Bamboo Expressions was proud to be involved with the HSCC Walk for the Animals sponsored by the Humane Society in South Burlington, VT.
An Arbor was donated for the occasion.
It goes without saying that any Humane Society is a worthy cause. People sometimes forget that not only pandas and other gigantic raccoons need our love and protection.
Pole dancing (the family-friendly variety) includes Tinikling, the national dance of the Philippines. Our 2" poles, conveniently supplied in a carton of 4, are ideal for this kind of dance, and we are happy to have supplied plenty of poles for this purpose.
But it's not just our friends in the Philippines who practice this kind of bamboo pole dance. We've seen it all over South-East Asia, parts of Southern China and even in Northeast India. A photo from Vietnam, where we hosted the directors of NMBA.
It was in Mizoram, India on March 12, 2010 where we were lucky enough to be present for the largest bamboo pole dance (the "Cheraw") in the world, as certified by none other than the Guinness Book of World Records. It was 10-minutes long, 10,736 people wide, and a sight to behold.
Some photos from the rehearsal, the day before.
And the actual dance itself:
For other types of bamboo pole dancing, involving bad pandas perhaps, that we leave to your imagination.
Today in China is Dragon Boat Festival, and like many holidays in Asia, bamboo plays its part. Depending how you feel about Classical Chinese Poetry, It celebrates / memorializes the suicide of a poet by eating sticky rice dumplings and racing dragon boats. Like the Easter Bunny, the connection to these events is a little tenuous, but everybody has a good time and nobody has to work.
Bamboo's part is related to the sticky rice dumplings: they're cooked in bamboo leaves, wrapped in string. The center has a core of fatty tasty pork. It's not a bad treat.
A least once a year I get the pig-roasting question.
Experienced pig roasters know that if you're going for that traditional tropical feel, bamboo is your plant, and not just because bamboo is strong enough to support the weight of an entire hog. Bamboo is less flammable than wood, which is why you see wood matchsticks but not bamboo matchsticks. The low flash-point of bamboo is also why bamboo, not wood, is used for incense sticks. Bamboo, so reluctant to burst into flames, provides that slow burn necessary for getting the attention of the gods. You just have to remember to punch out the nodes: otherwise the space between them heats up and pops, splitting the pole (the character for bamboo is included in the Chinese word for fireworks)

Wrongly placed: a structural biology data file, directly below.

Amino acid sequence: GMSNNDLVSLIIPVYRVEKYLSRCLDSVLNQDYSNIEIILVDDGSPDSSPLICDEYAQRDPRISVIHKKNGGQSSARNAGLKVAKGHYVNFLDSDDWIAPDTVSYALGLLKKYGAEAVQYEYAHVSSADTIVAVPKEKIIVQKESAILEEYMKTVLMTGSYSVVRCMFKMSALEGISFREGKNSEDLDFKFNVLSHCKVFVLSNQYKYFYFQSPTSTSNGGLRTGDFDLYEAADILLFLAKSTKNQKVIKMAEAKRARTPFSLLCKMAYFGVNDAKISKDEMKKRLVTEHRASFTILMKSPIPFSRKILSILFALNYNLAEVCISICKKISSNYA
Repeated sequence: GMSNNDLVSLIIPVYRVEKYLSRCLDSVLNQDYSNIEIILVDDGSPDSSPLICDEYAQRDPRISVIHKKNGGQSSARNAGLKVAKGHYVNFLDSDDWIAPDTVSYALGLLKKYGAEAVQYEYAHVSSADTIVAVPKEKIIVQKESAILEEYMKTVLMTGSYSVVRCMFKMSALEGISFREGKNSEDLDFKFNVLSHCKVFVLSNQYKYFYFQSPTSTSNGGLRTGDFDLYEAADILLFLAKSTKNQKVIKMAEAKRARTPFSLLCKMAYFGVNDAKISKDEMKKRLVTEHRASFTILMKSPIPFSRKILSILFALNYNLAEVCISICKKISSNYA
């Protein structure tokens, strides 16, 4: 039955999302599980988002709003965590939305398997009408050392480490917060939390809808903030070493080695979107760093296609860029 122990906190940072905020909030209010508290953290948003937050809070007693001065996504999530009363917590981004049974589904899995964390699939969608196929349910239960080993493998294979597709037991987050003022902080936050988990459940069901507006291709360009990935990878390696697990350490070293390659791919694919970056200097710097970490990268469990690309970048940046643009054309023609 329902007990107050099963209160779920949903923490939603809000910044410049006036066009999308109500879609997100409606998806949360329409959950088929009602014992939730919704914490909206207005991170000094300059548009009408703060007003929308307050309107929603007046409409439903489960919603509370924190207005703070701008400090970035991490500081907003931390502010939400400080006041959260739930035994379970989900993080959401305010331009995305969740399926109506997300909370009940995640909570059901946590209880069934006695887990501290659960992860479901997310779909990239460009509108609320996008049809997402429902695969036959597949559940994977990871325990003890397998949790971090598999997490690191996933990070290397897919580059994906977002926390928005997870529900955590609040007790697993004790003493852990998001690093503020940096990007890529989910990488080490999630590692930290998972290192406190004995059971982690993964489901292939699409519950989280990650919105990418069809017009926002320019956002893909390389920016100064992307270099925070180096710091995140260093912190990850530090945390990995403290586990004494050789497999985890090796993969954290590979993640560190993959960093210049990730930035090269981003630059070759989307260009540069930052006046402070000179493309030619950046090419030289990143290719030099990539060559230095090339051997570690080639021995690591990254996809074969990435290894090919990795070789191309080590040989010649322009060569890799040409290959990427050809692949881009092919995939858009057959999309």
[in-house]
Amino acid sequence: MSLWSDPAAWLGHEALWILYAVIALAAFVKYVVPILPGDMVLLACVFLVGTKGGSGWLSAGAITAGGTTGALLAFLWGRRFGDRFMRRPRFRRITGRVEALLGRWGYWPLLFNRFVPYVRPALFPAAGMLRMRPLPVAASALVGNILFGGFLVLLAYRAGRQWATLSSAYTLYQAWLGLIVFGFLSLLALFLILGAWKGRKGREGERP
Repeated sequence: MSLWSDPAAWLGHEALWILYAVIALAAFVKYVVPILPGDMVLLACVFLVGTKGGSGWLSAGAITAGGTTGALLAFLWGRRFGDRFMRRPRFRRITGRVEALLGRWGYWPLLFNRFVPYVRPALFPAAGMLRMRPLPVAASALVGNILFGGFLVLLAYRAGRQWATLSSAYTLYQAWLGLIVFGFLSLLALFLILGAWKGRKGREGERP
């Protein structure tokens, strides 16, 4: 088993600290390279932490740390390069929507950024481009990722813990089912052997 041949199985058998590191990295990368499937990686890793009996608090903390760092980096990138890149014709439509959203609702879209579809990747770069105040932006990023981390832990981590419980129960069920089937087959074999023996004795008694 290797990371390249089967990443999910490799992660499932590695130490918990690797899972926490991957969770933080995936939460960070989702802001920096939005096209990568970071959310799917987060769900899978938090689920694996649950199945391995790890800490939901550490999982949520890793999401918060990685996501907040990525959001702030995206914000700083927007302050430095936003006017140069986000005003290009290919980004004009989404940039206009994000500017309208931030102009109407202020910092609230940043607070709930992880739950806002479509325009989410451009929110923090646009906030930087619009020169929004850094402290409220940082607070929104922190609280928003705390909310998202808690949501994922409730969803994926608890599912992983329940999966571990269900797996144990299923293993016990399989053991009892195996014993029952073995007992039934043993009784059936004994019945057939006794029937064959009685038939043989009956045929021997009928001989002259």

The market down the street from the factory uses bamboo poles as a feeding trough for their chickens.
It's a cute way to get the job done. Although it was past feeding time, one slightly amorous chicken was kind enough to demonstrate the method for us.
We'll be updating our website over the next few days, so please be patient. The new layout will make shopping easier, have more bamboo information and be easier on the eyes.
Shopping cart and ordering works well as as always, but if you get lost, please just send us a mail or give us a call!
Made a video for cutting bamboo, hope it helps.
Bamboo poles are light and strong, and one of bamboo’s more interesting uses in the use of aviation, particularly in early aviation. Bamboo and spruce were often used in early gliders, although spruce became more common. If aviation had taken off in China or Southeast Asia, one could imagine bamboo poles would have been used more often.
Took a photo, attached, which shows a bamboo glider on display in Orange County airport, CA. Bamboo poles in one of their more interesting uses.
As a follow-up to an earlier post….
The snows only lasted a week, but they did do some damage to the forests. Photo, attached, of some of the poles that were uprooted by the heavy snows.
Luckily wasn’t bad enough to seriously damage the local economy.
Here’s a cool (but simple) project that can be done with some Mao poles.
I saw it in India. Take a 3” to 6” pole, cut off a length of two feet or so. Make the ends attractive by beveling them out. Hallow out the center, add some rope, and ta-dah. An interesting planter you can hang from a ceiling or balcony.
Some photos attached, contact me if you need more info: